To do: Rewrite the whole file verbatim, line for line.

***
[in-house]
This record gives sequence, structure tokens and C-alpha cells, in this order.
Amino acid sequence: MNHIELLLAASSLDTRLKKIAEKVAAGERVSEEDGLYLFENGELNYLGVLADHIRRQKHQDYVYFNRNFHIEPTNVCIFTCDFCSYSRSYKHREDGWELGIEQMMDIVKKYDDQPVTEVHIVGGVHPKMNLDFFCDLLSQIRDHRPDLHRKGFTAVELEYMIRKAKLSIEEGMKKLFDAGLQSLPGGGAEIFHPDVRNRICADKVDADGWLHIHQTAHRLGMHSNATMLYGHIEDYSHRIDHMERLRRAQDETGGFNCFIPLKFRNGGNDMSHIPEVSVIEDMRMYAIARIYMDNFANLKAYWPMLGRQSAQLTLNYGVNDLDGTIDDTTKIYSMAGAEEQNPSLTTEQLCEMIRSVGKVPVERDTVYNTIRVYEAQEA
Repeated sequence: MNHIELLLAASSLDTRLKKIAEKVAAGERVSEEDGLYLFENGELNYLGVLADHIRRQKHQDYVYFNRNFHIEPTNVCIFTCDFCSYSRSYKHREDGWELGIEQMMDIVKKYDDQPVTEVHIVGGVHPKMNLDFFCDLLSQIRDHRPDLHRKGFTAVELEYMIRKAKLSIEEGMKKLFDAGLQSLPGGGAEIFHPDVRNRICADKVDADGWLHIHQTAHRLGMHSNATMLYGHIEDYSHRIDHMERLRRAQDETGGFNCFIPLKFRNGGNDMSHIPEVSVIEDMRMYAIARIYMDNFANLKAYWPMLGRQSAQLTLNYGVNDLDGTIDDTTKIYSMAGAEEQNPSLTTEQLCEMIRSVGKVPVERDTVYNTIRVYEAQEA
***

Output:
[in-house]
This record gives sequence, structure tokens and C-alpha cells, in this order.
Amino acid sequence: MNHIELLLAASSLDTRLKKIAEKVAAGERVSEEDGLYLFENGELNYLGVLADHIRRQKHQDYVYFNRNFHIEPTNVCIFTCDFCSYSRSYKHREDGWELGIEQMMDIVKKYDDQPVTEVHIVGGVHPKMNLDFFCDLLSQIRDHRPDLHRKGFTAVELEYMIRKAKLSIEEGMKKLFDAGLQSLPGGGAEIFHPDVRNRICADKVDADGWLHIHQTAHRLGMHSNATMLYGHIEDYSHRIDHMERLRRAQDETGGFNCFIPLKFRNGGNDMSHIPEVSVIEDMRMYAIARIYMDNFANLKAYWPMLGRQSAQLTLNYGVNDLDGTIDDTTKIYSMAGAEEQNPSLTTEQLCEMIRSVGKVPVERDTVYNTIRVYEAQEA
Repeated sequence: MNHIELLLAASSLDTRLKKIAEKVAAGERVSEEDGLYLFENGELNYLGVLADHIRRQKHQDYVYFNRNFHIEPTNVCIFTCDFCSYSRSYKHREDGWELGIEQMMDIVKKYDDQPVTEVHIVGGVHPKMNLDFFCDLLSQIRDHRPDLHRKGFTAVELEYMIRKAKLSIEEGMKKLFDAGLQSLPGGGAEIFHPDVRNRICADKVDADGWLHIHQTAHRLGMHSNATMLYGHIEDYSHRIDHMERLRRAQDETGGFNCFIPLKFRNGGNDMSHIPEVSVIEDMRMYAIARIYMDNFANLKAYWPMLGRQSAQLTLNYGVNDLDGTIDDTTKIYSMAGAEEQNPSLTTEQLCEMIRSVGKVPVERDTVYNTIRVYEAQEA